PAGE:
The well known 'Moon' illusion makes the Moon appear largest when near the Horizon. However, it will of course be closer to us when highest in the sky and its angular size will actually be about 1.5% larger! Our perception of size is linked with how far away we believe an object is away from us. It appears that we 'see' the celestial sphere above us, not as a true hemisphere, but one which is flattened overhead so that we 'believe' that the objects above us in the sky are 'nearer' to us than those near the horizon. So, observing the Moon above us, we 'believe' it to be closer and mentally reduce its perceived size.
If the plane of the Moon's orbit was the same as that of the Earth's orbit around the Sun, we would get eclipses of the Sun at new Moon and that of the Moon at full Moon. However, due to the fact that the Moon's orbit is inclined by about 5 degrees, the Moon is often above or below the Sun-Earth line, and eclipses happen less often.
It might be thought that the Moon would totally disappear, but light that is scattered through the Earth's atmosphere falls on the Moon so we can still see it. If we observed the Earth from the Moon during a lunar eclipse we would see that it would have a red limb as the dust in the Earth's atmosphere scatters blue light more than blue. (This also explains why the Sun appears red at sunset.) The Moon thus takes on a reddish hue at totality with the brightness and colour very dependant on the amount of dust in the Earth's atmosphere. Following a major volcanic eruption, so little light reaches the Moon it can appear a very dull dark grey but conversely, when the atmosphere is relatively free of dust, its can appear a beautiful orange red.
Image of the 2007 Lunar Eclipse: Ian Morison
We have a chance of observing a total eclipse of the moon on the morning of February 21st. However, as the moon's path is well towards the edge of the Earth's umbra, I expect that the lower part of the Moon will be quite bright.
Due to the tidal interactions between the Earth and the Moon, the Moon is gradually moving further away from the Earth. The fact that it now has an angular size which is usually just greater than that of our Sun gives rise to what is probably the most spectacular of celestial events - a total solar eclipse.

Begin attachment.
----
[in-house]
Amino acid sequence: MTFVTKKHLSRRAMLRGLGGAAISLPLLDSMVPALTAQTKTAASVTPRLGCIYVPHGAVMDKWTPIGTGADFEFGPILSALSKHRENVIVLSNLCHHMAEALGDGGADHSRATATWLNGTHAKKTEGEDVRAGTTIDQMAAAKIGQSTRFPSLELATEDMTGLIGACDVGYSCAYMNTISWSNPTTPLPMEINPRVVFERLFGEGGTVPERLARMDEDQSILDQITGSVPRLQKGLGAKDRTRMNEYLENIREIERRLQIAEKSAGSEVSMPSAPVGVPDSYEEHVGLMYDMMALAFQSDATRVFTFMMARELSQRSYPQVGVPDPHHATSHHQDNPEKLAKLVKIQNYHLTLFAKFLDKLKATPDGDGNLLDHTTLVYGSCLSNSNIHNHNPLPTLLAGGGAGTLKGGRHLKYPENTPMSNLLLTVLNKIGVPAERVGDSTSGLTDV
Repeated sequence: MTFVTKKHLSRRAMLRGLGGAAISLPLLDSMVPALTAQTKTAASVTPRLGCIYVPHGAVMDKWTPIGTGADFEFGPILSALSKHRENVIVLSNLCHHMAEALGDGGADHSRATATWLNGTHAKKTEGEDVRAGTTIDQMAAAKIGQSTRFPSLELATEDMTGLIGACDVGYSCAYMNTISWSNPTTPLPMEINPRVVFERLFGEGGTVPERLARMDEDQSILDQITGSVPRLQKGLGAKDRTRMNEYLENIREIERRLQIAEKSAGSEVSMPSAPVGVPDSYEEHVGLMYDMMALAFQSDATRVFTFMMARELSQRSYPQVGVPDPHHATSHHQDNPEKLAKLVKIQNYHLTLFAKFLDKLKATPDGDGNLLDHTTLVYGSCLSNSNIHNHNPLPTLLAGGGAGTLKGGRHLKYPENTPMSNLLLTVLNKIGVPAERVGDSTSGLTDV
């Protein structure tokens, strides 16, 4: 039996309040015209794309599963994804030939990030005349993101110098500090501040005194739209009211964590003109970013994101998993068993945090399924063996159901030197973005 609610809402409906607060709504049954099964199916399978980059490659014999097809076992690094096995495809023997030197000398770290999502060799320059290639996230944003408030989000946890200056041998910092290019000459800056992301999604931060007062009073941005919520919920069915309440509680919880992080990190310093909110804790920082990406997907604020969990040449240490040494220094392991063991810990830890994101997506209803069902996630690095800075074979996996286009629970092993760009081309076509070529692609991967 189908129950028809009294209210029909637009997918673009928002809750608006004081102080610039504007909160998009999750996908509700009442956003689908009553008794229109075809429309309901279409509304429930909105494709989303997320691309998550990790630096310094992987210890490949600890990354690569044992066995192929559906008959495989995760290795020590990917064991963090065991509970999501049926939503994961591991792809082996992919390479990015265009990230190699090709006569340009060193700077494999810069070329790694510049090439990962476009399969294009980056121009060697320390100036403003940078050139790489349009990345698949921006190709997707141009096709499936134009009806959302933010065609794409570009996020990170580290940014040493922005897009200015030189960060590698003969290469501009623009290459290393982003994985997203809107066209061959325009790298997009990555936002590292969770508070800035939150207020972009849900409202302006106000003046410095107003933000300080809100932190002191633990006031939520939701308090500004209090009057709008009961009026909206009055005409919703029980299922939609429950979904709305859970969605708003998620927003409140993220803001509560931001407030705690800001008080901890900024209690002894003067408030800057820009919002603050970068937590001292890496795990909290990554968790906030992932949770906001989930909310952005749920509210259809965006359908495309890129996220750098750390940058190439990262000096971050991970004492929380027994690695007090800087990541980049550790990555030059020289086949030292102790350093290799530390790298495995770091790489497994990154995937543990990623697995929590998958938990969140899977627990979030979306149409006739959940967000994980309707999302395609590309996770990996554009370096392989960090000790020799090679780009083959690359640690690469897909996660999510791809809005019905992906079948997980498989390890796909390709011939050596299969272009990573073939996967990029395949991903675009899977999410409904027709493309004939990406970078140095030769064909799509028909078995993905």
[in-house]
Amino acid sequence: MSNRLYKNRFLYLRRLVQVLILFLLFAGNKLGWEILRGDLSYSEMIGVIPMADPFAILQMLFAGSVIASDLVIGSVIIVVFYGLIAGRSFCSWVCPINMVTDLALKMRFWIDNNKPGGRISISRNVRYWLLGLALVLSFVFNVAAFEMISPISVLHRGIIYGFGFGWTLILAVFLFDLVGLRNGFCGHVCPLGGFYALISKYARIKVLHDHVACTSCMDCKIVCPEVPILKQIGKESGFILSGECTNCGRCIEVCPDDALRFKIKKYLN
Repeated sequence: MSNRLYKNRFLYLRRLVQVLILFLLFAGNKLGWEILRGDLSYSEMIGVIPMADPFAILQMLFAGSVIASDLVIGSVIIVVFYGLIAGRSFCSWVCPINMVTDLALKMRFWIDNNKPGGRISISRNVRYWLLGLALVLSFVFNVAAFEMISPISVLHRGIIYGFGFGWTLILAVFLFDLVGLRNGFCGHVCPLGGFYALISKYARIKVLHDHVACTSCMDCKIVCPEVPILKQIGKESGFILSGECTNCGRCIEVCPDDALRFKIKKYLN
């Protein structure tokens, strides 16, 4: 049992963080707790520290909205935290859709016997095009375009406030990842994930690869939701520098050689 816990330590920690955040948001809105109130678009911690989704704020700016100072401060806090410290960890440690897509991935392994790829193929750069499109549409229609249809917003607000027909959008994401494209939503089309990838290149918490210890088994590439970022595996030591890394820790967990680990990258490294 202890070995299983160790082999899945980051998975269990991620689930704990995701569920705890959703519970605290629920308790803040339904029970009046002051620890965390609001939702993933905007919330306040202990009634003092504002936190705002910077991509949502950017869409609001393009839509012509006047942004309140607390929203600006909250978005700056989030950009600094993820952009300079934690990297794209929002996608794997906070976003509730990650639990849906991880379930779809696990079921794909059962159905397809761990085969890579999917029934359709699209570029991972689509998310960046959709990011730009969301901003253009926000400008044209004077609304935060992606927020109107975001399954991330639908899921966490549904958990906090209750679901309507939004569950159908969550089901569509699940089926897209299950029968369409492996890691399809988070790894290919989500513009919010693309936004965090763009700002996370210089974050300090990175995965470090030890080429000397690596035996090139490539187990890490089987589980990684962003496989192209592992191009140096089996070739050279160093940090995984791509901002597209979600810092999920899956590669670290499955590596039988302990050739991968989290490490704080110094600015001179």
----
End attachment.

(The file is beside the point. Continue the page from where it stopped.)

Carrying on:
To give a total eclipse, the Moon must lie in the plane of the solar system (the plane containing the Earth and Sun), be at new moon and have an angular size greater than that of the Sun. The Moon's orbit is inclined at 5 degrees to the plane of the solar system, so it will usually be above or below the ecliptic plane at the time of new-moon so we do not get eclipses every month. The Moon's orbital period around the Earth is 27.3 days so it will cross the plane of the ecliptic (at what are called the nodal points) once every 13.65 days. The Moon is new or full every 29.5 days, so the two events will coincide at the lowest common multiple of 13.65 and 29.5. In fact, as the Moon doesn't have to be precisely at the nodal points of its orbit for an eclipse to be total, there is some tolerance and solar eclipses will recur approximately every 177 days. (6 x 29.5 = 177 and 13 x 13.65 = 177.45). As the Earth's shadow is relatively large compared to the moon, total eclipses of the Moon occur somewhat more often.
But an eclipse is not necessarily total. Both the Earth and the Moon have elliptical orbits. In fact, the Moon's angular size varies by about ~12%; from 0.5548 degrees at perigee, when it is closest to the Earth, down to 0.4923 degrees at apogee, when it is furthest from the Earth. If the Moon is furthest from the Earth ( so minimising the Moon's angular size) and the Earth is closest to the Sun (at perihelion, so making the Sun's angular size bigger) then the Moon cannot cover the Sun completely and we get what is called an Annular Eclipse when a ring of the Sun is still visible around the edge of the Moon. This is often called a 'ring of fire' and is particularly spectacular when seen close to dawn or dusk when the Sun's light is reddened.
During a total eclipse the Moon's shadow will first touch the Earth's surface at the start of what is termed the "eclipse track". The width and length of the track will depend on positions of the Moon and Earth in their orbits. Close to the Earth's equator, the Moon is nearer than at the poles so its angular size is greater and the eclipse track is wider, so it is here that the longest period of totality can be observed. The longest possible total eclipse is approximately 7 minutes 30 seconds long. This would be observed at the equator when the Earth is at aphelion (farthest from the Sun) and the Moon is at perigee (closest to the Earth). The longest eclipse that may be observed in the next 3,000 years is on July 16th 2186 and will have a duration of 7 minutes 29 seconds. The longest in recent times was observed by many from Hawaii on July 11th 1991 when totality lasted 6 minutes and 53 seconds. It is not a coincidence that the dates within the year are so close. The Earth is at aphelion on July 4th so the longest periods of totality will occur close to that date.